Jeremi Suri looks locally and sees globally. And that lets him make novel connections between, say, the protest movements of the 1960s and superpower détente in the 1970s.
Traditional analyses of reduced tensions between the United States and the Soviet Union have examined the balance-of-power politicking between the two antagonists and their allies. But Suri's first book, Power and Protest: Global Revolution and the Rise of Détente (2003), argues that superpower diplomacy was also shaped by what was happening on the streets—not only in Berkeley and Prague but also in Paris, Berlin and Beijing. Domestic disorder, Suri writes, makes heads of state more inclined to seek stability abroad.
Similarly, he argues, global forces help shape protest movements: "Nuclear threats, stalemated politics and intense ideological propaganda created rising expectations and growing disillusionment among young citizens in nearly every society." In what he calls "the global disruption of 1968," the United States saw a cresting anti-Vietnam War tide and urban riots, while leaders around the world had to contend with rising waves of youthful discontent within their own borders.
"I firmly believe there's a deep connection between what happens at the highest levels of elite policymaking and the lowest levels of daily ordinary behavior," says Suri, 35, a professor of history at the University of Wisconsin at Madison. "People at the top of the hierarchy—even in nondemocratic societies—are deeply concerned with social order and deeply concerned with building consensus for their policies." Previous historians "have missed that," he says, "because when they study local history, they tend to focus on local issues."
Some scholars have taken issue with both lines of his argument, but David M. Kennedy, a Pulitzer Prize-winning historian at Stanford University who taught Suri as an undergraduate there, says that "his work aims to do nothing less than reconceptualize the study of international affairs in the era of globalization." Suri, he believes, is on his way "to recognition as the premier scholar of a wholly original—and unusually demanding—approach to the study of international affairs."
What Suri does best, Kennedy says, is articulate the political, cultural and institutional factors that influence a state's actions. Suri, who is fluent in German, French and Russian as well as English, made use of all four languages in his archival research for Power and Protest.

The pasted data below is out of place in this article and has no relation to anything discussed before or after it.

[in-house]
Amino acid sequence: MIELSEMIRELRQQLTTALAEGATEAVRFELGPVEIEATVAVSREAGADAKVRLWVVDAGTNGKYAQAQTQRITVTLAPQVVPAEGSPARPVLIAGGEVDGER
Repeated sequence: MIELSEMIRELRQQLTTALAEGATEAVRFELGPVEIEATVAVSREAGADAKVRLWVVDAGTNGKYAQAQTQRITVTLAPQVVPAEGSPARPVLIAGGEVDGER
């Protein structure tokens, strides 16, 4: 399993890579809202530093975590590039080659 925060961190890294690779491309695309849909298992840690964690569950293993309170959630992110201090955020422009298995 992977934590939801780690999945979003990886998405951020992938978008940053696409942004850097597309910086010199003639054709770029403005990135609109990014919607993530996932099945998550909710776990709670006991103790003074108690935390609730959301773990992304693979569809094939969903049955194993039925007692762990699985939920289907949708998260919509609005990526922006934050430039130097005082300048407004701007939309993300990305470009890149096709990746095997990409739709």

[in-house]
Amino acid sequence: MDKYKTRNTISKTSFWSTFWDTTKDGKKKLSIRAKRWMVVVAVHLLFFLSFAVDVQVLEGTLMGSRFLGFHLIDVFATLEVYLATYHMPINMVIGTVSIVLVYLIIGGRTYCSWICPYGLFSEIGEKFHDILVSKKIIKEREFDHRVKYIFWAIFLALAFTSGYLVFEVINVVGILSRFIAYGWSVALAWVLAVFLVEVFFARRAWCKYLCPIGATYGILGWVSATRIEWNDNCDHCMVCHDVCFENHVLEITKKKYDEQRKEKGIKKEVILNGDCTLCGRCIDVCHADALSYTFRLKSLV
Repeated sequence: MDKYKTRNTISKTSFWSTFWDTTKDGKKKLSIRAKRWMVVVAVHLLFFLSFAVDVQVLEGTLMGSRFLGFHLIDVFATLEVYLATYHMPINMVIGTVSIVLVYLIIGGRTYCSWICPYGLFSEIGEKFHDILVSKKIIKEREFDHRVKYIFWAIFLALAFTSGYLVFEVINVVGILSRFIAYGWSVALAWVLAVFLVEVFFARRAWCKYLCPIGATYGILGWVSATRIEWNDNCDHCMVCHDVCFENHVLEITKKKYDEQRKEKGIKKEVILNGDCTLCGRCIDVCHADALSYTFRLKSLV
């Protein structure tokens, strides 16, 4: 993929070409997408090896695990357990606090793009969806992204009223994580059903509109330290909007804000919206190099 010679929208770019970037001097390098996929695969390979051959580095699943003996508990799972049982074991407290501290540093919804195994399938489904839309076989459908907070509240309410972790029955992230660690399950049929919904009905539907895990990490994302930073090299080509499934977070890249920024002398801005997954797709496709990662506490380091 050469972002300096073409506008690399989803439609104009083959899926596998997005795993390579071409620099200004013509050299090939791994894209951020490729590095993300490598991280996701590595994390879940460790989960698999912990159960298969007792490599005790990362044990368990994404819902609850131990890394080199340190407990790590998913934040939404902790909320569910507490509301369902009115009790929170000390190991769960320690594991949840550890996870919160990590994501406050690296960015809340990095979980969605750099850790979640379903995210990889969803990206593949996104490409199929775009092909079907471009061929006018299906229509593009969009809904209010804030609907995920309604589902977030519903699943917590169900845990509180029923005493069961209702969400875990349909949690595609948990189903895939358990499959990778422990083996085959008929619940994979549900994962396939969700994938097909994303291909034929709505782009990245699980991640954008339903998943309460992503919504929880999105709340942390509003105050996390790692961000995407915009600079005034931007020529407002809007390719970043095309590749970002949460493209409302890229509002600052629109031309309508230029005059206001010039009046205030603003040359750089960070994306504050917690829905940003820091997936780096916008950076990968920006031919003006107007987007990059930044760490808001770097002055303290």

Suri's multinationalism comes naturally: his father emigrated from India to the United States as a college student in 1965 and became a citizen; his American-born mother has Russian-Polish Jewish roots. (Together, they run an interior design company in New York City.) Suri calls himself a HinJew: half-Hindu, half-Jewish. When he was growing up in New York, he says, politics and world events were staples of dinner-table conversation, and the study of history offered him a way to make sense of his own family as well as the world at large.
His studies have taken him from New York to Stanford to Ohio University, where he earned a master's degree, and to Yale, where he earned a doctorate. His historical inquiries, he says, tend to be driven by three major questions: Why do people do what they do? How do ideas influence behavior? And how do unintended consequences influence events?
He says he likes to think of himself as bridging the worlds of social history and political history, exploring the interaction of ideas, personalities and institutions. "I think power is actually about that bridge," he says. "The most effective wielders of power are people who are able in different ways to connect the social with the political."
Suri points to Henry Kissinger, the subject of Suri's latest book, Henry Kissinger and the American Century. "He is as elite as you can be now," Suri says. "But he cares deeply [about what ordinary people think], because, you understand, at some level his power is about image and persuasion." By the same token, Suri suggests, Kissinger's approach to international affairs is colored by his personal odyssey as a refugee from Hitler's Germany.